To develop a suitable national guideline for the assessment of management of PAD in people with DFU, we aimed to systematically identify and adapt suitable international guidelines.

MEET THE PAD CHAPTER GUIDELINE GROUP

Rob Fitridge About Us
V Chuter
C Ritter
Patrik
Frank Quigley
James Charles Profile
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WOUND HEALING INTERVENTIONS

In 2011, the peak International (IWGDF) DFD Guidelines reported that poor study design and reporting were a key limitation in the evidence base of interventions to enhance healing of DFU. However, with the subsequent 2016 IWGDF international reporting standards for DFU studies published, several well-designed clinical trials involving interventions to enhance DFU wound healing have since been published.

The last national evidence-based guideline in Australia published in 2011 urgently needs updating. Experts suggest there is a ‘renaissance in DFU wound healing intervention studies’ that have provided considerable new robust evidence to support different wound healing interventions that have significantly improved outcomes for people with DFU since 2011

This is a timely opportunity to adapt the 2019 IWGDF Guideline to the Australian context to become the new Australian guideline on wound healing interventions and in turn guide health professionals to address the large national DFU burden and mitigate existing inequalities amongst Australians living with DFU.

MEET THE WOUND HEALING INTERVENTIONS CHAPTER GUIDELINE GROUP

Jenny Prentice About Us
Pam Chen
K Carville
Terry Swanson
Pete Lazzarini About Us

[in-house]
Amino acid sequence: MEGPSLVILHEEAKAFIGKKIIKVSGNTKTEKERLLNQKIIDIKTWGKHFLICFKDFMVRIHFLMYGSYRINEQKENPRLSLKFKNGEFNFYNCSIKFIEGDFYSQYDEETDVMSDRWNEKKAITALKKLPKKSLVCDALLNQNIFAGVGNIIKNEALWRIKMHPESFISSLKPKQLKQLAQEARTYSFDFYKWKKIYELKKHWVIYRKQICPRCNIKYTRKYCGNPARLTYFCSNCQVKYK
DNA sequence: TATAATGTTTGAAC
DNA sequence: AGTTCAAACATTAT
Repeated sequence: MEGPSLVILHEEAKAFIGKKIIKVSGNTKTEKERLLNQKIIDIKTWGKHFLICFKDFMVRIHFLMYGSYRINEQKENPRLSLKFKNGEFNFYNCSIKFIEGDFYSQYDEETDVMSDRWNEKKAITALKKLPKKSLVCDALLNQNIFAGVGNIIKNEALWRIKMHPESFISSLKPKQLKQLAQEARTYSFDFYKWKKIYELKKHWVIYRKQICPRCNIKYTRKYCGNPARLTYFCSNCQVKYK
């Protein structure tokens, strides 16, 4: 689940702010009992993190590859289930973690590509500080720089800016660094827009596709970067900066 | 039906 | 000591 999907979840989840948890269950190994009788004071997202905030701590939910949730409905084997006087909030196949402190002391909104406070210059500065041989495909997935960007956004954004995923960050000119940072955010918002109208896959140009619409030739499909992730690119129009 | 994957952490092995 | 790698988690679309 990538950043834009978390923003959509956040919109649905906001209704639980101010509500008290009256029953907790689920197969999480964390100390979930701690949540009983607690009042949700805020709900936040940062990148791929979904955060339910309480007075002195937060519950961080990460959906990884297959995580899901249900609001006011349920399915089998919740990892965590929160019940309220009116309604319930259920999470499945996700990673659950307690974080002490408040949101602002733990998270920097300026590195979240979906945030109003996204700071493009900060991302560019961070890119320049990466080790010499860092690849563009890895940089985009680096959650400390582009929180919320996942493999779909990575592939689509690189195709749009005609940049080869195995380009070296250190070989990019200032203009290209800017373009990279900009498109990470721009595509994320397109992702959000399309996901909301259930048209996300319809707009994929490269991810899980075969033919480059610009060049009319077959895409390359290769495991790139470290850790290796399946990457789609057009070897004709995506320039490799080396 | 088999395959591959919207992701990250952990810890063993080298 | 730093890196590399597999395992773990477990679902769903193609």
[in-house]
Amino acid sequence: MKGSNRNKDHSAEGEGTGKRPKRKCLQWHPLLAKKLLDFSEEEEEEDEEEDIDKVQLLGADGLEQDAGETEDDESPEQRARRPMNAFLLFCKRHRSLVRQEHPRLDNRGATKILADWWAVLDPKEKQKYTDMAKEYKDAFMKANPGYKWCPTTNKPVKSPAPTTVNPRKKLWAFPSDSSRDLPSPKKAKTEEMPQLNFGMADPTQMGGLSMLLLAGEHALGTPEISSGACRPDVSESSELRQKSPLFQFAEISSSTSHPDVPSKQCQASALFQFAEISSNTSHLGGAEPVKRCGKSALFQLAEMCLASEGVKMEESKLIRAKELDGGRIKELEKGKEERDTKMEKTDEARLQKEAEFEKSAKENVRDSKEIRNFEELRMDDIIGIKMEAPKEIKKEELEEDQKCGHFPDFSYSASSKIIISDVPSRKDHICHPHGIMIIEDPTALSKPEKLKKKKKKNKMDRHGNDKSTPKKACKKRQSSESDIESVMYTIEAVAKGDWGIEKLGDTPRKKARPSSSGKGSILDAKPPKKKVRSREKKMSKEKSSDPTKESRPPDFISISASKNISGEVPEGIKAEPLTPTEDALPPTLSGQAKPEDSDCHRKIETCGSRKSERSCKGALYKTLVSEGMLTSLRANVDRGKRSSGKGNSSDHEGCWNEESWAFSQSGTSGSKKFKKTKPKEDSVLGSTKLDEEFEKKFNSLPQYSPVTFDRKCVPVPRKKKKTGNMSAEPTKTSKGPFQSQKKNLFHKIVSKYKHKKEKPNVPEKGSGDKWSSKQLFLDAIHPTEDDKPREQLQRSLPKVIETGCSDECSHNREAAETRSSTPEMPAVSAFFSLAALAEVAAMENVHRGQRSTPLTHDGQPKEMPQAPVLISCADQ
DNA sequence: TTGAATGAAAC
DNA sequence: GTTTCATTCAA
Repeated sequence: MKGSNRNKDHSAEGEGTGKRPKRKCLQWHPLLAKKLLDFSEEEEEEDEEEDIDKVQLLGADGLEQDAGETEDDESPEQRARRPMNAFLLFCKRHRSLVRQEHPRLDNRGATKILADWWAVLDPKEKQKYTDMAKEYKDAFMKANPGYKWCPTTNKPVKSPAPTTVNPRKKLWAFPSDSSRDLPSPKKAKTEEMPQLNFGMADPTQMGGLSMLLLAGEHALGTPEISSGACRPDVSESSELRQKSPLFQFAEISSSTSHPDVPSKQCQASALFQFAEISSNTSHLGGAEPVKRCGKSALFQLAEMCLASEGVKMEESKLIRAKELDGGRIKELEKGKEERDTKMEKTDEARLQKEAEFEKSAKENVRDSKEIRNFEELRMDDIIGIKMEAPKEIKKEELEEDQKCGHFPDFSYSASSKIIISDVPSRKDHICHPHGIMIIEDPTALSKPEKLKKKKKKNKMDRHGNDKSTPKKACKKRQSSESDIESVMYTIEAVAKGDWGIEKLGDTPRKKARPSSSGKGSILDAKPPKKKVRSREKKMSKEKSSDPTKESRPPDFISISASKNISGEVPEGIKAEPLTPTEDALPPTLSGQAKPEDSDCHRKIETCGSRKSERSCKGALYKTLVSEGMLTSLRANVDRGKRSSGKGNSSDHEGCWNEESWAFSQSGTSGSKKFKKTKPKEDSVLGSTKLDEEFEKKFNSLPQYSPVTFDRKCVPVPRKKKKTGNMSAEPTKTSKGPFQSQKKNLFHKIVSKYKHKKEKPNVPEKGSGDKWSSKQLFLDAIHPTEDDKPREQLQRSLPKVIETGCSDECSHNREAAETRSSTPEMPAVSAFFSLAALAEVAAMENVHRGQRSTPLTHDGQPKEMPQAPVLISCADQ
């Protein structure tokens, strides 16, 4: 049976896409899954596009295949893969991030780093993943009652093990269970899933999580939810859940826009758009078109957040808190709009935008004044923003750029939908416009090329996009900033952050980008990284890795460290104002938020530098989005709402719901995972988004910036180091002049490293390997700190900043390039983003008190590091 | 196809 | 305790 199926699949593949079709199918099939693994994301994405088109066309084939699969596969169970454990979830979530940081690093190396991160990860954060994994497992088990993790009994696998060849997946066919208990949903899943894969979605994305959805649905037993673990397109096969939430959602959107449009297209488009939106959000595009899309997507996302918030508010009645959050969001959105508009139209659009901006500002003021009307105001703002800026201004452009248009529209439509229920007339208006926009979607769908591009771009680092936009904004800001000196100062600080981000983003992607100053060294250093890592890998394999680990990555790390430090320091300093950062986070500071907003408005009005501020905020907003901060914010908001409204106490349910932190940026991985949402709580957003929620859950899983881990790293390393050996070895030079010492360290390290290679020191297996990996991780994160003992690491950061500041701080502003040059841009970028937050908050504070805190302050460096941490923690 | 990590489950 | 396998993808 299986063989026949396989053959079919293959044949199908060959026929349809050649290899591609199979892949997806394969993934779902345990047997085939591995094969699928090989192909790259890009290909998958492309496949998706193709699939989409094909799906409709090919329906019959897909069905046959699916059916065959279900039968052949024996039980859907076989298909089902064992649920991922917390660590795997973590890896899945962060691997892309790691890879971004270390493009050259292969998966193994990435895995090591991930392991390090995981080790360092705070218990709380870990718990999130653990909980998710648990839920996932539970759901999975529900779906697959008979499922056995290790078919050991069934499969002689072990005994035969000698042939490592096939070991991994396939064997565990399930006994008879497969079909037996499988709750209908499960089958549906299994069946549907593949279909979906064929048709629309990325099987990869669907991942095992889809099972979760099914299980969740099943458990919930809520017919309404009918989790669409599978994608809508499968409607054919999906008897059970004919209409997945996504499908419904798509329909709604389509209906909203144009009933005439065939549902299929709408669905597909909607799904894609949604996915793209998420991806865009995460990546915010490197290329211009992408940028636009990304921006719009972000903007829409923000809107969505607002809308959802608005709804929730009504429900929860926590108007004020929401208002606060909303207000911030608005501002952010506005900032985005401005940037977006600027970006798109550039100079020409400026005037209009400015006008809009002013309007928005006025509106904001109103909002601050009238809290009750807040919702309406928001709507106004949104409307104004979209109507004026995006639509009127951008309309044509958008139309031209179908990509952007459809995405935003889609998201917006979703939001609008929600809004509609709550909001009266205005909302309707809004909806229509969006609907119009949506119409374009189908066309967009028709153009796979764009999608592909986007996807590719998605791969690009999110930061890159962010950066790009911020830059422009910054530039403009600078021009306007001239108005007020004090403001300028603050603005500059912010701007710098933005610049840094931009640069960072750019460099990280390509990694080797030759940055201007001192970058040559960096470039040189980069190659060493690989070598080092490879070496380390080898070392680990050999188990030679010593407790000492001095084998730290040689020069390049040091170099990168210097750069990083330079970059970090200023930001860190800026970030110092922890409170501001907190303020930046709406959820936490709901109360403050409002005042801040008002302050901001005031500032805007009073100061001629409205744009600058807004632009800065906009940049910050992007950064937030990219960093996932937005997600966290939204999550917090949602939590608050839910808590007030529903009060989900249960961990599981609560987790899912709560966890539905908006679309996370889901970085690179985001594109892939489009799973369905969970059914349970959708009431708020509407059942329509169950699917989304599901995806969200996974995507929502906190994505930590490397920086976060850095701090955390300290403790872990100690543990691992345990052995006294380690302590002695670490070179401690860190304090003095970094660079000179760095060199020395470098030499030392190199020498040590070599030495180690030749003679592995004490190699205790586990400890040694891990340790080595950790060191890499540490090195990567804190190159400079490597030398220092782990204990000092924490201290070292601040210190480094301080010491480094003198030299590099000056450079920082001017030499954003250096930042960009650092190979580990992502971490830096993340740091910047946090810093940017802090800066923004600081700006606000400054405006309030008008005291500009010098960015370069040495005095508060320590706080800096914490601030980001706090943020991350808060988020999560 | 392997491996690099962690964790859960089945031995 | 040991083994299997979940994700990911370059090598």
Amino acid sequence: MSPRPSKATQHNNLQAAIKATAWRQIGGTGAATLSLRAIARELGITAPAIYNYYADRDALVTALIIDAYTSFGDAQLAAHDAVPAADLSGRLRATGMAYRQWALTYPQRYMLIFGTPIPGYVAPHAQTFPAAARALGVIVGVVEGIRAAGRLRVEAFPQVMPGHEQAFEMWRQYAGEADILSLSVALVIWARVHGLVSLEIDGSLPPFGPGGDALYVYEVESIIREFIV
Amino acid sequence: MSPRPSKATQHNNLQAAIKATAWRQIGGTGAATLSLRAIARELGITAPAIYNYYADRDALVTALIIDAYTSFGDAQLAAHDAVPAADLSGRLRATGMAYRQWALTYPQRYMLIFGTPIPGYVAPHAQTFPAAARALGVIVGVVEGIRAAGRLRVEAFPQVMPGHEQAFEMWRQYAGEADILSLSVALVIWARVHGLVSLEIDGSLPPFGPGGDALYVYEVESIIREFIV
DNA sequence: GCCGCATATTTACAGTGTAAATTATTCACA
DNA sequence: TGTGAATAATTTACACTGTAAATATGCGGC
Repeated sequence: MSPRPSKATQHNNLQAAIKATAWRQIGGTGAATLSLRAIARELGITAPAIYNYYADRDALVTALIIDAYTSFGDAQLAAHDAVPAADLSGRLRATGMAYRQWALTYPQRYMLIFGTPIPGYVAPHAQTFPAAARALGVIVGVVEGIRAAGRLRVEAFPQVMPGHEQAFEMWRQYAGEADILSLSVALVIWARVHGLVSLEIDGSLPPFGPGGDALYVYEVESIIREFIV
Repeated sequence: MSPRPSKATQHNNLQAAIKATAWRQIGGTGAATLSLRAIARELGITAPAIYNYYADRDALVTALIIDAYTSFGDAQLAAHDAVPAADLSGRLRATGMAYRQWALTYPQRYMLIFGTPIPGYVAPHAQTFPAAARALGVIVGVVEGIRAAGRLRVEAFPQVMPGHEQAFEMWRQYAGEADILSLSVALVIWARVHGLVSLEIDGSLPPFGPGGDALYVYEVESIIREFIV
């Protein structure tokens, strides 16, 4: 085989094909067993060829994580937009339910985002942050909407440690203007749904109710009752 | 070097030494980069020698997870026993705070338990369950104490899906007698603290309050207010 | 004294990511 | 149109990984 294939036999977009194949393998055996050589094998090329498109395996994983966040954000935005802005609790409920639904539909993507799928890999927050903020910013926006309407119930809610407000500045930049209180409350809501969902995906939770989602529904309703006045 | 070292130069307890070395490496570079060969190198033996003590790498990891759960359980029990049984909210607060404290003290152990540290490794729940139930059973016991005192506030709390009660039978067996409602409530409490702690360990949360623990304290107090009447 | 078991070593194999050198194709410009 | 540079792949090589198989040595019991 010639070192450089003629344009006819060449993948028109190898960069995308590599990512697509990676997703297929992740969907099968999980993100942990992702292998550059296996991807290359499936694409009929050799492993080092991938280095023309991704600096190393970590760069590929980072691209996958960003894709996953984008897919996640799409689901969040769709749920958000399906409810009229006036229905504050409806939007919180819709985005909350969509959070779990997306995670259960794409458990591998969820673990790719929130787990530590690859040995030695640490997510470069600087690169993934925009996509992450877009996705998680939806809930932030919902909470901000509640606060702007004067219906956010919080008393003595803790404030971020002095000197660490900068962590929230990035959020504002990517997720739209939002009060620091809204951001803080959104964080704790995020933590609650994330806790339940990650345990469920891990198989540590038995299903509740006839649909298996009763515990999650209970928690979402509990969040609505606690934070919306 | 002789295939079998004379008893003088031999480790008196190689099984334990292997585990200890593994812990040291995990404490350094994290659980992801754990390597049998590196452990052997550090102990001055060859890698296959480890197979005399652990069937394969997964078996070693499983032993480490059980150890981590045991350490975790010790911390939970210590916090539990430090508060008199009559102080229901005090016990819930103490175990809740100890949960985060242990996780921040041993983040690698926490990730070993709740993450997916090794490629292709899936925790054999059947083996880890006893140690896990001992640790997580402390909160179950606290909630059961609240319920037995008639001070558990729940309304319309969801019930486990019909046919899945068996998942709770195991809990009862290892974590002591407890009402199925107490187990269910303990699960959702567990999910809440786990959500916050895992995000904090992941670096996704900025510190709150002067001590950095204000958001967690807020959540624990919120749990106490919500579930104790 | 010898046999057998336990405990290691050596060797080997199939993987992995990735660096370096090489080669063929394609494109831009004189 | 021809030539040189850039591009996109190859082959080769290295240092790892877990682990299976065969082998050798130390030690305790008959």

James Charles Profile
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WOUND CLASSIFICATION

The annual burden of DFD in Australia is high with an estimated 27,600 public hospitalisations, 4,400 lower limb amputations, 1,700 deaths, and health system costs of $1.6 billion each year. Management of DFD by interdisciplinary high risk foot services (iHRFS) has been shown to increase the percentage of healed DFU, and reduce DFU healing times, amputations and hospitalisations.

Effective assessment, documentation and communication of clinical information and audit of patient outcomes is central to achieving optimal outcomes for patients living with DFD. National evidence-based Australian guidelines for prevention, identification and management of foot complications in diabetes were last published in 2011 and are now outdated. As there are existing international DFD guidelines that were recently updated and suitable for adaptation to an Australian context, here we present the new Australian evidence-based guideline for wound classification in people with DFU, adapted from recent 2019 IWGDF guidelines.

MEET THE WOUND CLASSIFICATION CHAPTER GUIDELINE GROUP

Stephen Twigg About Us
Emma Hamilton
Hayley Ryan
Jo
Byron Perrin
James Charles Profile
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MEET THE GUIDELINES WORKING GROUP

Pete Lazzarini About Us
Stephen Twigg About Us
Anita-Raspovic
Jenny Prentice About Us
Rob Fitridge About Us
RobCommons
James Charles Profile